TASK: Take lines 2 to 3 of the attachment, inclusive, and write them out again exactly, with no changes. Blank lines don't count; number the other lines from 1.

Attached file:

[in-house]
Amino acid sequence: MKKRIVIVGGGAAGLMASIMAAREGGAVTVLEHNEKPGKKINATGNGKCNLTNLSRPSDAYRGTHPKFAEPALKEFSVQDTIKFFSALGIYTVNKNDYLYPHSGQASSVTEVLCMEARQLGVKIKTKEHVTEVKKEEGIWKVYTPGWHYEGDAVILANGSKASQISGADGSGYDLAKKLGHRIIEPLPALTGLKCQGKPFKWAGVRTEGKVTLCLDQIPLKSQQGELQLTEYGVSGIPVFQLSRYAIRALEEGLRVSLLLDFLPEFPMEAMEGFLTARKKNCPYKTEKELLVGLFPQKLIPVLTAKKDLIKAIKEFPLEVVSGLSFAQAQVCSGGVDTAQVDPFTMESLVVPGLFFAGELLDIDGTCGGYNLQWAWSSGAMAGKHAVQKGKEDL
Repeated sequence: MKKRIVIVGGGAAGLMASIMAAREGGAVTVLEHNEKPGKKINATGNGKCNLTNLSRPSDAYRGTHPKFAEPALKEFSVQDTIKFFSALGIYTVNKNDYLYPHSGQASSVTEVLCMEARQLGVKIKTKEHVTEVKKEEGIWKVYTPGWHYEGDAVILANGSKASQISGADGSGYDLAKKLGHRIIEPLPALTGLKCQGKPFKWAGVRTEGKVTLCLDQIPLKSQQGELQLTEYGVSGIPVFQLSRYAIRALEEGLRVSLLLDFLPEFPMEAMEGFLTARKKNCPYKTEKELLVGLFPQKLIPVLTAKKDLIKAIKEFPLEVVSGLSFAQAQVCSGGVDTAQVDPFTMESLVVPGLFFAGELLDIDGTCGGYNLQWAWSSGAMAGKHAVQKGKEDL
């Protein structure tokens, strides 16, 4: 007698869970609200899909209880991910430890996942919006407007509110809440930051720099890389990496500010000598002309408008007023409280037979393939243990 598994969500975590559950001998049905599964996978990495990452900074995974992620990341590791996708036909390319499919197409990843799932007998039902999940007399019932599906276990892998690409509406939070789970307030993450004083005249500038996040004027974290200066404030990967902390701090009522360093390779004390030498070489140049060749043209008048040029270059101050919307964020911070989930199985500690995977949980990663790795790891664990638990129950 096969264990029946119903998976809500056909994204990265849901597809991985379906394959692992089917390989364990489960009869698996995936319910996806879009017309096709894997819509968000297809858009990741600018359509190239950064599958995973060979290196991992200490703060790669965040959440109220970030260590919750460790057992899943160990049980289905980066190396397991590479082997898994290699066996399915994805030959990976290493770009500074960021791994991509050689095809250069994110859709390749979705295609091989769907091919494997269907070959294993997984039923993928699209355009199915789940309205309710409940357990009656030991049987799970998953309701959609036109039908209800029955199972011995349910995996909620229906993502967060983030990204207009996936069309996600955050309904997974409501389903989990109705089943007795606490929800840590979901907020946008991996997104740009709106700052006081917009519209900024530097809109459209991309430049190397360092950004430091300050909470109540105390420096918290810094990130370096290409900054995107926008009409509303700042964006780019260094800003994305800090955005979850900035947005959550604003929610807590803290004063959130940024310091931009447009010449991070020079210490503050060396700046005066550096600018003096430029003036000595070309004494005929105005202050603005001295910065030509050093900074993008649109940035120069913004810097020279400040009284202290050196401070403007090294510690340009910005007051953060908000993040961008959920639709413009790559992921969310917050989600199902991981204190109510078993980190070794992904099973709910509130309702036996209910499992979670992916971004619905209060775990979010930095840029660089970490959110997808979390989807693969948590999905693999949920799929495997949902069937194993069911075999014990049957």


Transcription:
Amino acid sequence: MKKRIVIVGGGAAGLMASIMAAREGGAVTVLEHNEKPGKKINATGNGKCNLTNLSRPSDAYRGTHPKFAEPALKEFSVQDTIKFFSALGIYTVNKNDYLYPHSGQASSVTEVLCMEARQLGVKIKTKEHVTEVKKEEGIWKVYTPGWHYEGDAVILANGSKASQISGADGSGYDLAKKLGHRIIEPLPALTGLKCQGKPFKWAGVRTEGKVTLCLDQIPLKSQQGELQLTEYGVSGIPVFQLSRYAIRALEEGLRVSLLLDFLPEFPMEAMEGFLTARKKNCPYKTEKELLVGLFPQKLIPVLTAKKDLIKAIKEFPLEVVSGLSFAQAQVCSGGVDTAQVDPFTMESLVVPGLFFAGELLDIDGTCGGYNLQWAWSSGAMAGKHAVQKGKEDL
Repeated sequence: MKKRIVIVGGGAAGLMASIMAAREGGAVTVLEHNEKPGKKINATGNGKCNLTNLSRPSDAYRGTHPKFAEPALKEFSVQDTIKFFSALGIYTVNKNDYLYPHSGQASSVTEVLCMEARQLGVKIKTKEHVTEVKKEEGIWKVYTPGWHYEGDAVILANGSKASQISGADGSGYDLAKKLGHRIIEPLPALTGLKCQGKPFKWAGVRTEGKVTLCLDQIPLKSQQGELQLTEYGVSGIPVFQLSRYAIRALEEGLRVSLLLDFLPEFPMEAMEGFLTARKKNCPYKTEKELLVGLFPQKLIPVLTAKKDLIKAIKEFPLEVVSGLSFAQAQVCSGGVDTAQVDPFTMESLVVPGLFFAGELLDIDGTCGGYNLQWAWSSGAMAGKHAVQKGKEDL